There were also a number of announcements of yet-to-debut channels. One of the main frustrations for HD enthusiasts is the paucity of real HD content on simulcast channels (i.e. channels that have the same programming as their SD counterpart). Well,you won't have to look for the HD content on CNBC HD+, since there won't be any HD, just additional graphics filling up the 16:9 frame, with the SD feed in a 4:3 window, and no current plans to move towards real HD. Oh well, at least it's not stretched. In contrast Fox Business Net will be in HD from its October 15 launch.

Also putting more HD into their simulcasts will be Travel Channel HD, whose schedule will be 95% high-def when it launches in the first quarter of next year, and Weather Channel HD, which will kick things off October 1 with two long form series in HD, followed by the debut of its HD studio sometime in June (in the long run, the goal is 90% HD).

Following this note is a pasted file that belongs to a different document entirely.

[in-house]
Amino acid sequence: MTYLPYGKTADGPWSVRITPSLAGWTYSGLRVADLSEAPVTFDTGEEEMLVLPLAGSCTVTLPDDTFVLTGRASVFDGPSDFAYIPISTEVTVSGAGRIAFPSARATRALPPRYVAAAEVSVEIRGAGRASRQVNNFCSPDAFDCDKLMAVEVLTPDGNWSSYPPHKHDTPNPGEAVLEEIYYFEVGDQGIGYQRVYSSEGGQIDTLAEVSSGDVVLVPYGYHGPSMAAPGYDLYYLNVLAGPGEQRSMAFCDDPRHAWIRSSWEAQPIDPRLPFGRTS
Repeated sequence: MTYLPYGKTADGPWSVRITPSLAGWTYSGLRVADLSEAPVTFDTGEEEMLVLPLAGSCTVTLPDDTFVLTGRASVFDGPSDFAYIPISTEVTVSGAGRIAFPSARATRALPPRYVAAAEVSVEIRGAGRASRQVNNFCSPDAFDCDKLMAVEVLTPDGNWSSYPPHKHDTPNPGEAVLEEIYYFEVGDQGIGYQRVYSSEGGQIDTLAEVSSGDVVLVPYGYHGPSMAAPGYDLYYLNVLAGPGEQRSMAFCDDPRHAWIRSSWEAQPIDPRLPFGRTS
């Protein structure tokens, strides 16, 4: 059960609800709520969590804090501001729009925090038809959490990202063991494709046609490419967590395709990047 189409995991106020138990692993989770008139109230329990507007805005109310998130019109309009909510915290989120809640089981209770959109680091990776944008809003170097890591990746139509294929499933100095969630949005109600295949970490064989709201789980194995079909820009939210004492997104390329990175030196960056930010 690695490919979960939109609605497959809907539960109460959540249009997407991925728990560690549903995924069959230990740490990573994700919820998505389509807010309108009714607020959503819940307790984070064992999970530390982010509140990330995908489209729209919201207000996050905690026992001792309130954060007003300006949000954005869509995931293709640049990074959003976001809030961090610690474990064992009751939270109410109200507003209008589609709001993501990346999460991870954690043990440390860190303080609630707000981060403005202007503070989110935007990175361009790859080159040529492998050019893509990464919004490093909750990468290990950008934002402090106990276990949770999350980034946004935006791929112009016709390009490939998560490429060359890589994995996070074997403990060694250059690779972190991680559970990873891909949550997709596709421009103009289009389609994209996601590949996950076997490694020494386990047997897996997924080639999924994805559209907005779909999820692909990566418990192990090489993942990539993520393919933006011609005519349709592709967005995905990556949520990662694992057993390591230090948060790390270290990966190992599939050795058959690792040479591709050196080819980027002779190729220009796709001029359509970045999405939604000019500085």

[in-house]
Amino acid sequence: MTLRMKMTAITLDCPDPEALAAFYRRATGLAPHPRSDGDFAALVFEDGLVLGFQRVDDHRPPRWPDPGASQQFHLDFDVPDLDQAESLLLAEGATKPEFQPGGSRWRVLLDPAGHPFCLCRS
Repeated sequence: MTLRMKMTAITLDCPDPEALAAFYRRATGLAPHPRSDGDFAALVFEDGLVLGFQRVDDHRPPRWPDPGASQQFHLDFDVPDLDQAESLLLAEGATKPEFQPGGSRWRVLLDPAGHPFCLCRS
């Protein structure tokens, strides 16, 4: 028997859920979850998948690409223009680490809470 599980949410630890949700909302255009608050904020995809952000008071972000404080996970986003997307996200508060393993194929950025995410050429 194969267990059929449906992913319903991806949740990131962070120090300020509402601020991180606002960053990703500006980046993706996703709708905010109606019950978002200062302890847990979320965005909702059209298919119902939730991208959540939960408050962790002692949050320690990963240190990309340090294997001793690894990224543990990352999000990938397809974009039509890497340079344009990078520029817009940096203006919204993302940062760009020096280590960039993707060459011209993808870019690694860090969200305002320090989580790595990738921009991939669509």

In existing-channels news, things may be looking up in terms of real HD content at A&E, which is taking another run at original series drama, and Starz is doing likewise. Another problem being addressed is the extreme rerun-heaviness of MHD's schedule, which should get a bit of relief from this new concert series. And five HD networks are back on the air after a fire at their uplinker.